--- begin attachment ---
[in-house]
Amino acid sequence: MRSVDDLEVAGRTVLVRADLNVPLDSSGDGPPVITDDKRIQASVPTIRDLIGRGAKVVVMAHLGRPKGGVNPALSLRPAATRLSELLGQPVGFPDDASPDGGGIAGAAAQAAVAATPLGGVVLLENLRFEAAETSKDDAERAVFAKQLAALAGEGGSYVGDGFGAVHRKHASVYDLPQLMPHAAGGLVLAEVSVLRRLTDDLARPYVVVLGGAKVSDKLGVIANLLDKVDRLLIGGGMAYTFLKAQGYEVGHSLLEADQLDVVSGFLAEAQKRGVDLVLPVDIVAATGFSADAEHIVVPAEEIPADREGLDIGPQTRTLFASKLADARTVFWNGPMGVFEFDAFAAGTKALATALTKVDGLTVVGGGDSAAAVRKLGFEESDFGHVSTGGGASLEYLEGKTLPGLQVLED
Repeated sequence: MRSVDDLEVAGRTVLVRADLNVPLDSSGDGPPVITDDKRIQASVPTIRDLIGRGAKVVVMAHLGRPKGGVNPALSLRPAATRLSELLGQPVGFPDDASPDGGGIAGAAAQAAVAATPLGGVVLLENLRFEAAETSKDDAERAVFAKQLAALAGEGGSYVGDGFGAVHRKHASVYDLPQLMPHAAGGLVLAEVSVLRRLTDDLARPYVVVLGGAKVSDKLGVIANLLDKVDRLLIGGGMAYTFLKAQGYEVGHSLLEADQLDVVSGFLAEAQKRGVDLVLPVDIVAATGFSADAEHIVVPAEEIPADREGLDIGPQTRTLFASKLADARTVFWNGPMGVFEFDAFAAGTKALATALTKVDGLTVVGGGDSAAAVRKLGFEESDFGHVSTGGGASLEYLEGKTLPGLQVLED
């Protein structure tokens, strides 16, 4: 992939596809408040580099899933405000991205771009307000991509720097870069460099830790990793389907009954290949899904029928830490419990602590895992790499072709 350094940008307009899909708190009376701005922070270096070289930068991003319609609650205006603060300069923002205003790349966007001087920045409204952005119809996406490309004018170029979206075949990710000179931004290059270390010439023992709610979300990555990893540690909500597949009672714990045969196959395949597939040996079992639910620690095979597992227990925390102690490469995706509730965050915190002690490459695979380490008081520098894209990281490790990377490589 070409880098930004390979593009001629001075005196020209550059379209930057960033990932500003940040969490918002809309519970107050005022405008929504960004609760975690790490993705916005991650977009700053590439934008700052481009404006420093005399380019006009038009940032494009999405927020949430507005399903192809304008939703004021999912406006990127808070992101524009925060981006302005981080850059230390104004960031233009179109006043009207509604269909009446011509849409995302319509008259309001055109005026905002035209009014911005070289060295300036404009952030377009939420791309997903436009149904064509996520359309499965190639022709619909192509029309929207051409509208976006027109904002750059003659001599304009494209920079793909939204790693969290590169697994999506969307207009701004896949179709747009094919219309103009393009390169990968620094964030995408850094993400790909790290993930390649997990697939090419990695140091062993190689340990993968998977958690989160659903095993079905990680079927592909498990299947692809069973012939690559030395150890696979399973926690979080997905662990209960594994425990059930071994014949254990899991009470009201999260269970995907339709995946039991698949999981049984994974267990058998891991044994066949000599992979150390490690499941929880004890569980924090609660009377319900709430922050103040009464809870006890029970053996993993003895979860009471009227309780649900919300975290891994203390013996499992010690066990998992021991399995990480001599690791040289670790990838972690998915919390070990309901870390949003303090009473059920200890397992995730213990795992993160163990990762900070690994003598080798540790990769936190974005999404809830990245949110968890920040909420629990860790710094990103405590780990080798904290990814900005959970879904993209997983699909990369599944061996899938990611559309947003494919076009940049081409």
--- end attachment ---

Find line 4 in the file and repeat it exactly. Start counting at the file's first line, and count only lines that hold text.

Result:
């Protein structure tokens, strides 16, 4: 992939596809408040580099899933405000991205771009307000991509720097870069460099830790990793389907009954290949899904029928830490419990602590895992790499072709 350094940008307009899909708190009376701005922070270096070289930068991003319609609650205006603060300069923002205003790349966007001087920045409204952005119809996406490309004018170029979206075949990710000179931004290059270390010439023992709610979300990555990893540690909500597949009672714990045969196959395949597939040996079992639910620690095979597992227990925390102690490469995706509730965050915190002690490459695979380490008081520098894209990281490790990377490589 070409880098930004390979593009001629001075005196020209550059379209930057960033990932500003940040969490918002809309519970107050005022405008929504960004609760975690790490993705916005991650977009700053590439934008700052481009404006420093005399380019006009038009940032494009999405927020949430507005399903192809304008939703004021999912406006990127808070992101524009925060981006302005981080850059230390104004960031233009179109006043009207509604269909009446011509849409995302319509008259309001055109005026905002035209009014911005070289060295300036404009952030377009939420791309997903436009149904064509996520359309499965190639022709619909192509029309929207051409509208976006027109904002750059003659001599304009494209920079793909939204790693969290590169697994999506969307207009701004896949179709747009094919219309103009393009390169990968620094964030995408850094993400790909790290993930390649997990697939090419990695140091062993190689340990993968998977958690989160659903095993079905990680079927592909498990299947692809069973012939690559030395150890696979399973926690979080997905662990209960594994425990059930071994014949254990899991009470009201999260269970995907339709995946039991698949999981049984994974267990058998891991044994066949000599992979150390490690499941929880004890569980924090609660009377319900709430922050103040009464809870006890029970053996993993003895979860009471009227309780649900919300975290891994203390013996499992010690066990998992021991399995990480001599690791040289670790990838972690998915919390070990309901870390949003303090009473059920200890397992995730213990795992993160163990990762900070690994003598080798540790990769936190974005999404809830990245949110968890920040909420629990860790710094990103405590780990080798904290990814900005959970879904993209997983699909990369599944061996899938990611559309947003494919076009940049081409």